Header Ads

‘Watergate Wannabes’: Devin Nunes Says Criminal Referrals Are Coming This Week For Those Who Lied About Collusion

Many people have acted in unscrupulous ways since President Donald Trump was elected and the idea of “collusion” with Russia entered the mainstream media — and they’re not associated with the president or his campaign.

Now, at least some of those bad actors may face a criminal investigation after Rep. Devin Nunes (R-CA), ranking member of the House Intelligence Committee, announced Sunday he would be sending criminal referrals to the Attorney General’s office this week. Nunes made the announcement on the Fox News program “Sunday Morning Futures” with host Maria Bartiromo, saying we should expect eight criminal referrals for “Watergate wannabes.”
"We couldn't really send these criminal referrals over without an Attorney General in place, so we are prepared this week to notify the Attorney General that we are prepared to send those referrals over and brief him if he wishes to be briefed. We think they're pretty clear, but as of right now this is, this may not be all of them, but this cleans up quite a bit. We have eight referrals that we are prepared to send over to the Attorney General this week," Nunes said.
Nunes didn’t say who would be included in the referrals, but said five were for “straight up referrals,” that name a person and their crimes.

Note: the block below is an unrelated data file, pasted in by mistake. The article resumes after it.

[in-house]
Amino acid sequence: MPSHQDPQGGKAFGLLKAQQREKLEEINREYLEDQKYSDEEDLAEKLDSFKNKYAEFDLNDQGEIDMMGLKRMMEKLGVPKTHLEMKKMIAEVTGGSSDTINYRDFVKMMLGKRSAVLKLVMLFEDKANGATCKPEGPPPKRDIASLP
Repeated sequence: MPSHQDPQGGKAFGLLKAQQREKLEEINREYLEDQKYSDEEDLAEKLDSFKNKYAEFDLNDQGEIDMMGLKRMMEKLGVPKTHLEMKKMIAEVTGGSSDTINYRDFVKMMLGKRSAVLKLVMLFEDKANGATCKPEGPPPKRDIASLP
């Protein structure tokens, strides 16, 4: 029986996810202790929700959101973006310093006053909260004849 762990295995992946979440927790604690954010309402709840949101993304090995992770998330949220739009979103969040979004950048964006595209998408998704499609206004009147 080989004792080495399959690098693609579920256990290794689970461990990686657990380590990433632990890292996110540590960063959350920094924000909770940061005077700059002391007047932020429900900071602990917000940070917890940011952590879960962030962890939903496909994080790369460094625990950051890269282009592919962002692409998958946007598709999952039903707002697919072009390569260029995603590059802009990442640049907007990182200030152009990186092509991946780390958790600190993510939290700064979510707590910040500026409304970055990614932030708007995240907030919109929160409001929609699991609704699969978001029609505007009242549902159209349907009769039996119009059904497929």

"Those crimes are lying to Congress, misleading Congress, leaking classified information. So five of them are those types,” Nunes said.
The three other referrals, according to Nunes, were “more complicated.”
“So, on the first one, is FISA abuse and other matters. We believe there was a conspiracy to lie to the FISA court, mislead the FISA court by numerous individuals that all need to be investigated and looked at that, and we believe the [relevant] statute is the conspiracy statute. The second conspiracy one is involving manipulation of intelligence that also could ensnarl many Americans."
Nunes called the final referral a “global leak referral,” saying it would be focused on the “dozen highly sensitive classified information leaks that were given to only a few reporters over the last two-and-a-half-plus years.” Nunes gave examples of leaked conversations between Trump and the president of Mexico and the prime minister of Australia.
While eight referrals would be sent to the Attorney General, that does not mean only eight people are in trouble. Nunes noted that “a dozen, two dozen people” could be implicated should Attorney General William Barr investigate the referrals.
When congress sends a criminal referral, it is essentially requesting the Department of Justice conduct an investigation, according to CNN.
Last year, Senate Republicans sent criminal referrals for celebrity attorney Michael Avenatti and Julie Swetnick, who accused then-Supreme Court nominee Brett Kavanaugh of spiking the punch as parties when he was a teenager and then orchestrating gang rapes of women. No evidence for such claims was provided, and Swetnick later walked back her most inflammatory accusations during an interview with NBC. So far, it is unclear whether the Justice Department has agreed to investigate Avenatti, Swetnick, and another woman who made a similar accusation with Avenatti.

No comments